Sunday, October 18, 2009

Fifty-Fifty

It is hard to quantify how hard the Rock y Road 50/50 is on a normal October day in Tucson; add some 99-degree weather into the mix and you have a good recipe for pain and possible dehydration.



Picture courtesy of Scott

We had 9 starters this year head out at 6am up Reddington. We were quickly met with a pleasant surprise, Scott Morris. He had decided to venture up early to take some pictures of the race as we slowly worked our way up Reddington. What a nice guy!

Chuck and I played leap frog for most of the mtb portion of the race. He was faster on some of the hilly sections, while I was faster on the technical section. It worked out pretty well as we were chatting a bit when the riding would allow. We continued this for much of the AZT, before reaching Scott again (he had zoomed up the road while we rode out near Chiva). His photo wizardry was at work again:




Picture courtesy of Scott

In fact, I encourage you to look over at the other pictures he took of the race. Milagrosa and the AZ Trail in this area is a special place, as conveyed in these remarkable pictures. Thank you again Scott for the support and pictures.

At La Milagrosa, we ran across a Nimbus rider. At first I mistook him for a 50/50 racer and friend Jim Kirk, who also races for Nimbus. It was Russ Scott, who opted for the mountain bike portion and late start option. Chuck, Russ and I rode down Milagrosa. Mr. Dave Harris can I appreciate what happened next. At the tequila tree, we stopped for a shot of Jose.

Chad: "Alright, who is going to have some [Jose Cuervo]
Russ: "Not me, no thanks,"
Chad: "Chuck, it is mandatory to take a shot if you are going to ride with me."
Chuck: "Okay, alright."

Good move. That tequila tree has helped many a person to complete the technical riding required to complete La Milagrosa. Today was not without exception. We zoomed along to the end of Milagrosa. Amazing trail, quite possibly the best trail in Arizona.

As Chuck and I hit Snyder Rd on the mountain bikes, he kindly waited around as I was spinning my brains out on the SS. "It's sometimes better to ride in company," he commented. Well said. It probably should be said that Mr. (Chuck) Hess was my 7th grade P.E. teacher. Pretty funny, eh? He made me run miles, now I am putting on a century ride that is, as he put it when he finished "the hardest thing I have ever done."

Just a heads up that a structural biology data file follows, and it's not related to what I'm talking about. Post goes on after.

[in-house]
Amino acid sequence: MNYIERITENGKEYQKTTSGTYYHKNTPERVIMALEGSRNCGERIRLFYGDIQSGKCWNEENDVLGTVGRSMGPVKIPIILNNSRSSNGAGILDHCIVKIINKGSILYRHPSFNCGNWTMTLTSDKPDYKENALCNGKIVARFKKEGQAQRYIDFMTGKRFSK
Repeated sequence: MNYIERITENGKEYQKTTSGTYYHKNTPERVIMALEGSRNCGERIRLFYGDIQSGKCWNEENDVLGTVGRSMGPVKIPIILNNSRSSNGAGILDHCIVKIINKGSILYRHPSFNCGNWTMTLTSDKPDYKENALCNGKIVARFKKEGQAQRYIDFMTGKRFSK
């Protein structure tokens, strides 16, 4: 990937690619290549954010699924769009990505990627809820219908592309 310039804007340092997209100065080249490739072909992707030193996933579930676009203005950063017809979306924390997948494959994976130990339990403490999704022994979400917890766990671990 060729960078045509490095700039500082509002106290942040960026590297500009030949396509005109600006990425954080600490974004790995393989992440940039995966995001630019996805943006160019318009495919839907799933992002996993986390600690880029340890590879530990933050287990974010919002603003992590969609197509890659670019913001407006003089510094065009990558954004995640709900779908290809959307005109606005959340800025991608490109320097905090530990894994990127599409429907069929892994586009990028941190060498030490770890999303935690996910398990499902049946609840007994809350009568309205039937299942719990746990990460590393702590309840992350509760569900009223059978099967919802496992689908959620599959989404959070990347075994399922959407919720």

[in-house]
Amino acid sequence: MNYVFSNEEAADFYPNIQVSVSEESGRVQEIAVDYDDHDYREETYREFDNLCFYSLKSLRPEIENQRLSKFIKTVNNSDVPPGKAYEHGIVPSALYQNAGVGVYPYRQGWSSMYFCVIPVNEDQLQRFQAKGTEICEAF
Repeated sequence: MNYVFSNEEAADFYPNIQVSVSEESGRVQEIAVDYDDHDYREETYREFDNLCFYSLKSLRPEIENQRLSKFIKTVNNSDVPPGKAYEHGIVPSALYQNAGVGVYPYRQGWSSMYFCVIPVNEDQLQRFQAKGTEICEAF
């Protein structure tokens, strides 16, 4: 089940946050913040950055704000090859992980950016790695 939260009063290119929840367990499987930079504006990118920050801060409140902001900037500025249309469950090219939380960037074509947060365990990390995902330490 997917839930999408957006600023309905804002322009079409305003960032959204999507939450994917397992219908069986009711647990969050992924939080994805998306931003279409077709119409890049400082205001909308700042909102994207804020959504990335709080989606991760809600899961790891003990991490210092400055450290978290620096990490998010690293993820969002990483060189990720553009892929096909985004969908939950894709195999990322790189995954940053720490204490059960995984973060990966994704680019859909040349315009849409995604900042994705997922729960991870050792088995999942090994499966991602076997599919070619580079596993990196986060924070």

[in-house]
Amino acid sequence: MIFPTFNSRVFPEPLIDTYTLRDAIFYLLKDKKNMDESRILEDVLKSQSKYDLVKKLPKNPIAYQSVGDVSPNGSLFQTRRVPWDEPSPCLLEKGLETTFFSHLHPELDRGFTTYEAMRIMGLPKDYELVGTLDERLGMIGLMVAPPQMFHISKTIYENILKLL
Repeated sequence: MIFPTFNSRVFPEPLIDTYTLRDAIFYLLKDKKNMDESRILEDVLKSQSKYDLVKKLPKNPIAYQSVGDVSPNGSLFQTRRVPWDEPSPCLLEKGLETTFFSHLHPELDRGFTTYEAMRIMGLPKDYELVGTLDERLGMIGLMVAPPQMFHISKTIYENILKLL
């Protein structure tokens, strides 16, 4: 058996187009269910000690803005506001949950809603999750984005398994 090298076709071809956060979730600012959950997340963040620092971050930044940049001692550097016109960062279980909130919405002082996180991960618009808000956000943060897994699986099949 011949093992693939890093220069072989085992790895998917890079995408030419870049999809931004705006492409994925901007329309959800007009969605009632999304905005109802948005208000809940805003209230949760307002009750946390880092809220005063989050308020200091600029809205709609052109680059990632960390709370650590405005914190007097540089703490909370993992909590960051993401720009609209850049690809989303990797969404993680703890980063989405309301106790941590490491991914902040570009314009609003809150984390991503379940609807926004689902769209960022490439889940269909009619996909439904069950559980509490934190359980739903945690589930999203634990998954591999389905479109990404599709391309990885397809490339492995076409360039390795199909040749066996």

As Chuck and I were readying our gear for some the 50 miles of road bike, Ryan came into the transition area. Chuck was first to leave, although I was not too far behind him. I had decided to complete the "SS Finish" by riding my mountain bike up to Palisades instead of my geared road bike. I had to question this numerous times during the mtb portion, but alas I decided to just go for it.



I lost a lot of ground between Chuck/Ryan on the flat section to the base of Lemmon. That lasted until the Mt Lemmon pay station, where I slowly crept on Ryan. I reckon it was probably 95 degrees as we were heading up Molino on the road. Painfully hot. I started getting into a rhythm and later passed Chuck, although that did not last very long. We played leap from again for most of the rest of the ride up to Palisades.

After reaching Palisades, I hydrated for a few minutes, I wet my shirt and head, before beginning the fast descent to the finish. Both Chuck and Ryan sped past during the descent, leaving me to a glorious 3rd place finish. Congratulation to all the finishers this year.

Results are available here from the 50/50
Scott's Pictures are here

2 comments:

Russ S said...

You and other have commented about how Milagrosa might be our best trail. I always question that sanity of such a remark, at least from the perspective of an old, more cross-country oriented, rider. However, I do indeed love riding around Reddington (AZ trail, high Chiva, atv track on the northside of the road). I just feel a little too humiliated and lucky-to-have-survived whenever I finish Milagrosa.

-Russ S.

Chad said...

Russ, it was good to ride with/meet you last week. I think Milagrosa is an acquired taste for XC riders like us. It used to scare, now it pushes me to really be on my game.

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